7 Ways to Avoid Road Rage
We’ve all had our fair share of road rage–especially here, in Massachusetts, a place known for its aggressive driving. Not to be confused with bad driving. No matter what they call us, we know how to drive–we just do it with a bit more passion than others. Despite the many jokes about a Mass driver’s temper, road rage isn’t a game and it can lead to some serious situations. Cool off with these seven ways to avoid road rage:
- Just, get over. If someone is bothering, riding, tailgating you (however you may say it) then move. Driving becomes incredibly simple once you just avoid the people causing you frustration. It may take a bit more effort on your part, but, believe me, it’s worth it.
- Say sorry. Hey, you’ve been in the wrong once or twice too. Gesture an apology, then the other person will have gotten angry for no real reason…and look silly.
- Time is delicate when you have jobs to do, places to be–yea, we get it you’re important. Give yourself more time. Plan ahead and account for things to not go your way (often they won’t).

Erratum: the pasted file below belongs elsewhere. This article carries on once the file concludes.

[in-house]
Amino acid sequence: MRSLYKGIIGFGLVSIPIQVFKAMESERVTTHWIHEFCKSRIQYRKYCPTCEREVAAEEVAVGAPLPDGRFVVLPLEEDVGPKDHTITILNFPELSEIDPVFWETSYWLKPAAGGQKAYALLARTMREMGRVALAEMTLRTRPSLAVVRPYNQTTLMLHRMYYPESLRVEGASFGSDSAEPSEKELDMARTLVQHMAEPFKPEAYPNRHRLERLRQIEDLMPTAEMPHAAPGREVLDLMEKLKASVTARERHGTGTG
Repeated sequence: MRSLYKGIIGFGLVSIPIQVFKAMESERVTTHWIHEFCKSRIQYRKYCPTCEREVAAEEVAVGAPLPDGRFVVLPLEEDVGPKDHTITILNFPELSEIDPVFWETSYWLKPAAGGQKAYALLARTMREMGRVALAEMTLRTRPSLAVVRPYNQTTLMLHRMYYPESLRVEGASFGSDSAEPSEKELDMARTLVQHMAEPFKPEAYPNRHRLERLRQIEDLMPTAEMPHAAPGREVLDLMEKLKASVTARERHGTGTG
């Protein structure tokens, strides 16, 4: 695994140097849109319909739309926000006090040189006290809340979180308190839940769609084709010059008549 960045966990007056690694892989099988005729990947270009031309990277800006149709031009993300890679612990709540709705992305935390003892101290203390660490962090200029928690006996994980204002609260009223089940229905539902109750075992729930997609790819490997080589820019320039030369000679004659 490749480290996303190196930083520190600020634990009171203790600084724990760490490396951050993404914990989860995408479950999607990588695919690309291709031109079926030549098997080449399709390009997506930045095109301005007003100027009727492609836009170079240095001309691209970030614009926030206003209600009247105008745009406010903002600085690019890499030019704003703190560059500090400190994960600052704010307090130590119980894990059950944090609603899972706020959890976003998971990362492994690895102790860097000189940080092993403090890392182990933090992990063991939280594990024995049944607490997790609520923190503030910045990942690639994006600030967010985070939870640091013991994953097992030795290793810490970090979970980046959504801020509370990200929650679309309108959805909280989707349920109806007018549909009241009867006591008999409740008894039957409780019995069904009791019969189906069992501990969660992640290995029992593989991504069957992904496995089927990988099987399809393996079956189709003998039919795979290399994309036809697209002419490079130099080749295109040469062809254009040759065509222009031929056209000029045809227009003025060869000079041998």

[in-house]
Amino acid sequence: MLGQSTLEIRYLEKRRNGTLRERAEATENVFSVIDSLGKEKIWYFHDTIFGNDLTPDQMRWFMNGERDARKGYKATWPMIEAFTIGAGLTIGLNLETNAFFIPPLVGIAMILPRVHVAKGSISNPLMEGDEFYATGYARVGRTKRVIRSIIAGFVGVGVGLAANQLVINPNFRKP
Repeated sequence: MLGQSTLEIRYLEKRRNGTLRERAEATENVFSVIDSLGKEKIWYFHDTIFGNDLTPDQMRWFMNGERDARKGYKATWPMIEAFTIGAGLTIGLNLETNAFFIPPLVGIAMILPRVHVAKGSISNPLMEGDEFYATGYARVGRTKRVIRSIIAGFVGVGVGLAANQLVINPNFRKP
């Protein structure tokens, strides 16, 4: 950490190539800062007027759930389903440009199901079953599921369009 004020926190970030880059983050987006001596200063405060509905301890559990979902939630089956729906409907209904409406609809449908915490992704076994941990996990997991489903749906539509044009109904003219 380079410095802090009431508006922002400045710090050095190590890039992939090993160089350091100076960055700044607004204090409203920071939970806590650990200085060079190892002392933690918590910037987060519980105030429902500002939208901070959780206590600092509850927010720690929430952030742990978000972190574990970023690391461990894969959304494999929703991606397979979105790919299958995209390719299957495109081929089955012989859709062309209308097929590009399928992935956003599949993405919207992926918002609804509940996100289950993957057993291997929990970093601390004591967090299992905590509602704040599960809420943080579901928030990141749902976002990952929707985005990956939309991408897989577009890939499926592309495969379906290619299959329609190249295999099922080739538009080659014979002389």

- Empathy. You’ve made a mistake before. You are, by no means, a flawless driver–neither is anyone else. Put yourself in their shoes, cut them a break. It’s good karma.
- Music choice. If you are prone to angry fits on the road, get some good music. Don’t fiddle with radio stations you don’t like. Find something that’ll make your ride enjoyable.
- See, the horn wasn’t intended to be used at leisure. It’s to alert other drivers of a potentially dangerous situation. So, no you can’t pull a 30-second-long-beep at that one guy for cutting you off.
- Don’t glare. Let’s not overdramatize the situation. They know they messed up. Or even if they don’t, menacing eye contact and angry gestures will certainly not improve the situation.
Now for the serious stuff. Some surprising facts about road rage:
- Aggressive driving plays a role in 66% of traffic fatalities.
- A firearm is involved in 37% of aggressive driving incidents.
- Out of 10,000 road-rage incidents committed over seven years, there were 218 deaths and 12,610 injuries recorded according to the AAA Foundation for Traffic Safety.
Focus on getting where you need to go. Apply these tips the next time you drive, and you’ll likely end up with a better experience than before. There’s already several feet of snow clogging up our streets, do we really need to get into each other’s way too?